I find it amazing how far we'll go go to avoid anything personally distasteful. Should a restaurant server bring me a dinner
with broccoli on the plate, you can bet the farm that it will go back to the kitchen as unacceptable. I don't even want the
same plate once the broccoli has been there. I believe that every menu should have a caution statement if broccoli is going
to be involved.
Fees, in any veterinary hospital, present the same kind of problems to most practitioners. We hate them! We want to serve
our patients without the least mention of fees. I went through four years of veterinary curriculum without hearing the word
"fees." Students never knew who handled the financial side of the university veterinary clinic. It was a well-guarded academic
I guess I was lucky in that I had worked a few summers in a local clinic and occasionally saw what needed to be paid for.
Of course, at that time an office visit was only $5 and a case of 24 cans of veterinarian-recommended food was $8. Did clients
complain about those fees? You betcha! Mostly because a good cup of coffee was still a nickel and a carton (10 packs) of cigarettes
Now that we've established that I'm old, let me share some of my wisdom that came with age: Fees don't mean a thing unless
your client accepts them.
Hold your head up high
Even today, in the age of untold numbers of psychological studies on numbers and fees, the No. 1 reason a veterinarian charges
X dollars for Y procedure is that he or she just continued the same fees of the previous owner. This is certainly a case of
"dumb and dumber." The seller was flying by the seat of his/her pants, and the buyer swallowed that nonsense.
Today's fees are derived from specific overhead costs modified by average family income, local area growth rates, per capita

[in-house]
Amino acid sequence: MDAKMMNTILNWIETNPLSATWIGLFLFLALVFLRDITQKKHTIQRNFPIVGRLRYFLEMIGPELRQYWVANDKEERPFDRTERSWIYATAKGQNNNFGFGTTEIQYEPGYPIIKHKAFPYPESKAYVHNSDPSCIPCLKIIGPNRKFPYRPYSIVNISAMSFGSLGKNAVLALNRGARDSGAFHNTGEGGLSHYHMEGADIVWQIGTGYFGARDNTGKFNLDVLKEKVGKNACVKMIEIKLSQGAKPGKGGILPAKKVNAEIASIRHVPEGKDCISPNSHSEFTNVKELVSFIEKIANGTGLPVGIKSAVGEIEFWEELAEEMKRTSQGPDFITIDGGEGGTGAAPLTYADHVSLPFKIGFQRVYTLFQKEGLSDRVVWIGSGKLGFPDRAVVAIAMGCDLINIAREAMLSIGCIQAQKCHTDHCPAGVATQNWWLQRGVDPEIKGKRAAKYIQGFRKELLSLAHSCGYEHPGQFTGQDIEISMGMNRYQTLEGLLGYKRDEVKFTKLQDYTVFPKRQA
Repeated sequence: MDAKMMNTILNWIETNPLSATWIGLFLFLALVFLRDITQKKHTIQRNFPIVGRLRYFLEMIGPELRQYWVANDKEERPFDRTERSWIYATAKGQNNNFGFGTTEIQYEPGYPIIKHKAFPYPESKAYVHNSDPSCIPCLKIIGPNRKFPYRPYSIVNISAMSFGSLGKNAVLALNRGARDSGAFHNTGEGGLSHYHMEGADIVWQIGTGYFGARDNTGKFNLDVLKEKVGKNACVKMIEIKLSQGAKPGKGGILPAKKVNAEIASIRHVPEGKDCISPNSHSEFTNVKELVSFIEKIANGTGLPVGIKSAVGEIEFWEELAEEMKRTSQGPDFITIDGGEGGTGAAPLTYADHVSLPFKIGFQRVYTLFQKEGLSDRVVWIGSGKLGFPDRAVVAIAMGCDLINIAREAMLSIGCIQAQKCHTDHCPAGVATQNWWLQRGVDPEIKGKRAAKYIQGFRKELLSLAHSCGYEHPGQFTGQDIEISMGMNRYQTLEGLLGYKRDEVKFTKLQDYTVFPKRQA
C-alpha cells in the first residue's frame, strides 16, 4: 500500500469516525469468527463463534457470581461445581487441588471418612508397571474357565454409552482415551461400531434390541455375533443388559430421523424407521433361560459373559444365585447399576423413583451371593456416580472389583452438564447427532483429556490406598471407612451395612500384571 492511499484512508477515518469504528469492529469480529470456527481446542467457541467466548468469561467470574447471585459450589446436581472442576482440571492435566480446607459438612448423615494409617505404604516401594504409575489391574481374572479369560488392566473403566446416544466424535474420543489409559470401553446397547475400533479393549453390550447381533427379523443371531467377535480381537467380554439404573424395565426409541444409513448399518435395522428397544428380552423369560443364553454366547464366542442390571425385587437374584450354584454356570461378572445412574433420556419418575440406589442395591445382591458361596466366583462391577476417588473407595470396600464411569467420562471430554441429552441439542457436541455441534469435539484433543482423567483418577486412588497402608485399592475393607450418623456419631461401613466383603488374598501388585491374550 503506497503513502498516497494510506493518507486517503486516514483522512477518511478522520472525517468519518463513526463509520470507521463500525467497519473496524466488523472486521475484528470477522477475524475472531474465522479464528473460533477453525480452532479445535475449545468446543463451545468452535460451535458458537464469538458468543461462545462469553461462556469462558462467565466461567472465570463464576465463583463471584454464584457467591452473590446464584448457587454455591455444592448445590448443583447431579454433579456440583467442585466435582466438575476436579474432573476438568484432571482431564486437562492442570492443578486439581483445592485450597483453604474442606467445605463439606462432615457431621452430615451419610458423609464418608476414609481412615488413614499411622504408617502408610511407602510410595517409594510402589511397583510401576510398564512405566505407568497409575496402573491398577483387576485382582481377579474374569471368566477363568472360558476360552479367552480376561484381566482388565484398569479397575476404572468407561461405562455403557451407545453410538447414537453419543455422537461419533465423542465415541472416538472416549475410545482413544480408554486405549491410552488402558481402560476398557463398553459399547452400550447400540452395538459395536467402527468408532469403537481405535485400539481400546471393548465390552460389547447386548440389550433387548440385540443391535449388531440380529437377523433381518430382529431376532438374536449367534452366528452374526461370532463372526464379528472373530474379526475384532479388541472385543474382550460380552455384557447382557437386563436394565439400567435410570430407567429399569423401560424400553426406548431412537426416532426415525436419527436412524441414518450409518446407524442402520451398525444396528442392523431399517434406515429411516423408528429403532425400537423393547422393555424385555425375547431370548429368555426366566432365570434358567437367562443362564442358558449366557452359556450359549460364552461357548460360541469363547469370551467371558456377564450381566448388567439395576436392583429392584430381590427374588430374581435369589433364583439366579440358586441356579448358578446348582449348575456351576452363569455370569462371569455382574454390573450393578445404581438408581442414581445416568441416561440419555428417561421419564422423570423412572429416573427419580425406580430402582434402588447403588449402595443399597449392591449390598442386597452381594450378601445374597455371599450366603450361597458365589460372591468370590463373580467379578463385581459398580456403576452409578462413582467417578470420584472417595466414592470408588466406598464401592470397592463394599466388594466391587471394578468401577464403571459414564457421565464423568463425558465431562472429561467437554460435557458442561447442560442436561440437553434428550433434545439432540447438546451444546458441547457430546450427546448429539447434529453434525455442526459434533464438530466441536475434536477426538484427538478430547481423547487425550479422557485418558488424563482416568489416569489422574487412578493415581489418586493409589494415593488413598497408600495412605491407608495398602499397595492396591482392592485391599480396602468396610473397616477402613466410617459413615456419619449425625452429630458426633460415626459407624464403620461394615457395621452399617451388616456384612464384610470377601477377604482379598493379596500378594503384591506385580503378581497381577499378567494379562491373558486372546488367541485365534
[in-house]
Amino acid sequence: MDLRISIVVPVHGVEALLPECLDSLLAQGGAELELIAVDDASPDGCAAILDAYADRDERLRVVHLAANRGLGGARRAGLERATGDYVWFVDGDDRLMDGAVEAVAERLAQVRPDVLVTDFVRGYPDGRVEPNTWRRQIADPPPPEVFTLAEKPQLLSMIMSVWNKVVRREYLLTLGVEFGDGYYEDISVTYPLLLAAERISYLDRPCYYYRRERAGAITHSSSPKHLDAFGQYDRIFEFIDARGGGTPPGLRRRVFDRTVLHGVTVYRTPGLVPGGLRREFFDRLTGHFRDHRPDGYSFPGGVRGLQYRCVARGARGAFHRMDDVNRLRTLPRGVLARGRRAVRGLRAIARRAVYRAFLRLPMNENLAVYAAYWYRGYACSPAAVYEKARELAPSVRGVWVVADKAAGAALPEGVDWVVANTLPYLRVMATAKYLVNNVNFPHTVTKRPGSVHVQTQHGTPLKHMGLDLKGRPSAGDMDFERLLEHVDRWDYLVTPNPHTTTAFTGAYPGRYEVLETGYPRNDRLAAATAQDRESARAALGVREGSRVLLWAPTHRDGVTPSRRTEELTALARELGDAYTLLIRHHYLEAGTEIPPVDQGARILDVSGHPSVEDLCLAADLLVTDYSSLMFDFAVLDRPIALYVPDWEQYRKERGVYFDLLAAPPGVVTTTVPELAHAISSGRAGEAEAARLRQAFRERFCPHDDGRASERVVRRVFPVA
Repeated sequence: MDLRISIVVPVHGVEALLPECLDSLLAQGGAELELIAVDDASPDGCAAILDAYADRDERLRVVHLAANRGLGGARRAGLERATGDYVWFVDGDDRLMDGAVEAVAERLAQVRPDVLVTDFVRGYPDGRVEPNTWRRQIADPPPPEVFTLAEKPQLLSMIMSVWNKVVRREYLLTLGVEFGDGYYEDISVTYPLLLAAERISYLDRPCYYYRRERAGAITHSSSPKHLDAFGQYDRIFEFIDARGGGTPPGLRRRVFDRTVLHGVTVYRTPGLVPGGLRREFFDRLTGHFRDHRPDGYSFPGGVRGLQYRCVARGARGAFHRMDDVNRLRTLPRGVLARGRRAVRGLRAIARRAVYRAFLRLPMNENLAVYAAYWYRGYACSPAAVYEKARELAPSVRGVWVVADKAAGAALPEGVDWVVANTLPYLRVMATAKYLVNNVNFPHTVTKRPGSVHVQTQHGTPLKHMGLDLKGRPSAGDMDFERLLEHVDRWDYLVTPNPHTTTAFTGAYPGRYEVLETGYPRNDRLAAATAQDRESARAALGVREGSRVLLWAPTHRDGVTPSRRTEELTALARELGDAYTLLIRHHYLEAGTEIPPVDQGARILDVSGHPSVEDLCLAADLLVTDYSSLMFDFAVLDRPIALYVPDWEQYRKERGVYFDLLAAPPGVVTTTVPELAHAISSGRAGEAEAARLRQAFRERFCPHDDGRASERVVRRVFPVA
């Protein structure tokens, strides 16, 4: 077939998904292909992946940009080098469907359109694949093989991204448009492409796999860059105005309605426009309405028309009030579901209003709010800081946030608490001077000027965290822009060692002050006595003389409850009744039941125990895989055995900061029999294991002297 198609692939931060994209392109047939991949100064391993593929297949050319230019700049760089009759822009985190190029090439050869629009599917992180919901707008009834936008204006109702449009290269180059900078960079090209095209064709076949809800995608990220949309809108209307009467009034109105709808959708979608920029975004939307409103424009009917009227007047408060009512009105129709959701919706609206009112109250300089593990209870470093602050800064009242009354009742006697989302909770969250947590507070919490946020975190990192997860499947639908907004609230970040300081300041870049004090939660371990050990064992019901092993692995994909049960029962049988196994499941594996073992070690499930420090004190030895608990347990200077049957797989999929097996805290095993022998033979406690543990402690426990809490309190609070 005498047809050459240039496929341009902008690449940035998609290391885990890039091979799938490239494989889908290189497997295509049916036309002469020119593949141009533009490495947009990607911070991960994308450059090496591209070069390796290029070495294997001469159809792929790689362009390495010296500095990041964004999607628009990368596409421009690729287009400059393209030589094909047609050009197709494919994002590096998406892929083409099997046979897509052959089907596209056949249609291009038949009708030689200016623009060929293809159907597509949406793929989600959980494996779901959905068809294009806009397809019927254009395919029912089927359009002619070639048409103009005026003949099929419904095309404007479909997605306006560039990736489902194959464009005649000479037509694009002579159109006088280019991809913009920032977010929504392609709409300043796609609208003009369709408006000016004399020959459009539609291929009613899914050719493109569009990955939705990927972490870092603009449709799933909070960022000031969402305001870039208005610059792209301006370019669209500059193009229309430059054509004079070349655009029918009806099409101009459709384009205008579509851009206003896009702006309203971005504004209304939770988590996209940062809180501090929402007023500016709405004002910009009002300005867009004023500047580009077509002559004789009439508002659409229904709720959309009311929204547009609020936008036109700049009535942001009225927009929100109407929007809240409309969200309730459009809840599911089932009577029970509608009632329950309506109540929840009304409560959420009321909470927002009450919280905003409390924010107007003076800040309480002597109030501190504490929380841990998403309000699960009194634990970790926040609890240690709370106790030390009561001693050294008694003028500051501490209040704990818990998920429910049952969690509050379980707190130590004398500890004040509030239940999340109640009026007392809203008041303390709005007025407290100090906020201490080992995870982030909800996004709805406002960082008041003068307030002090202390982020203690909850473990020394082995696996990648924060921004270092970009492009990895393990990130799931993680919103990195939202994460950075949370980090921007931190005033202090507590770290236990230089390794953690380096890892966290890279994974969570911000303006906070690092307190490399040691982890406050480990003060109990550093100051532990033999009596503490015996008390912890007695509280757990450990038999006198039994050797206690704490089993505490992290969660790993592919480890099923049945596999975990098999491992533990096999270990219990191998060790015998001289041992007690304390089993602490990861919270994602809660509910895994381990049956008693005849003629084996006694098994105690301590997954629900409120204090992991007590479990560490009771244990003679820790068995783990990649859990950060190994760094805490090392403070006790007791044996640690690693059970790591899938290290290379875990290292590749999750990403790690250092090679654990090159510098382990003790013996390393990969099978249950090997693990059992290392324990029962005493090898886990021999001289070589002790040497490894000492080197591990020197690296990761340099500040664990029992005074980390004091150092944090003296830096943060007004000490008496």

pet spending and discretionary income. Local demographics determine whether high-quality medical procedures will be accepted.
Consulting in London years ago, I asked for the surgical fee schedule: 300 pounds, the equivalent of $850 today.
"For what procedure?" I asked.
The veterinarian replied that he wouldn't even start a surgery for less. That attitude worked for him then and still does
today with all of the economic woes the UK is going through.
About the same time, an Arizona veterinarian called to ask if I thought it would be all right to charge $50 for injections.
I asked him what he charged now, and he replied $45. He had been charging that same $45 for 10 years and thought it was about
time for an increase.
I agreed, despite the fact that the average practice was charging $12 to $15 at the time. If his clients thought it was worth
$45, a meager $5 increase after 10 years was going to be perfectly agreeable.
Attitude. That's what it's about. Either your services are worth paying well for—or they're not.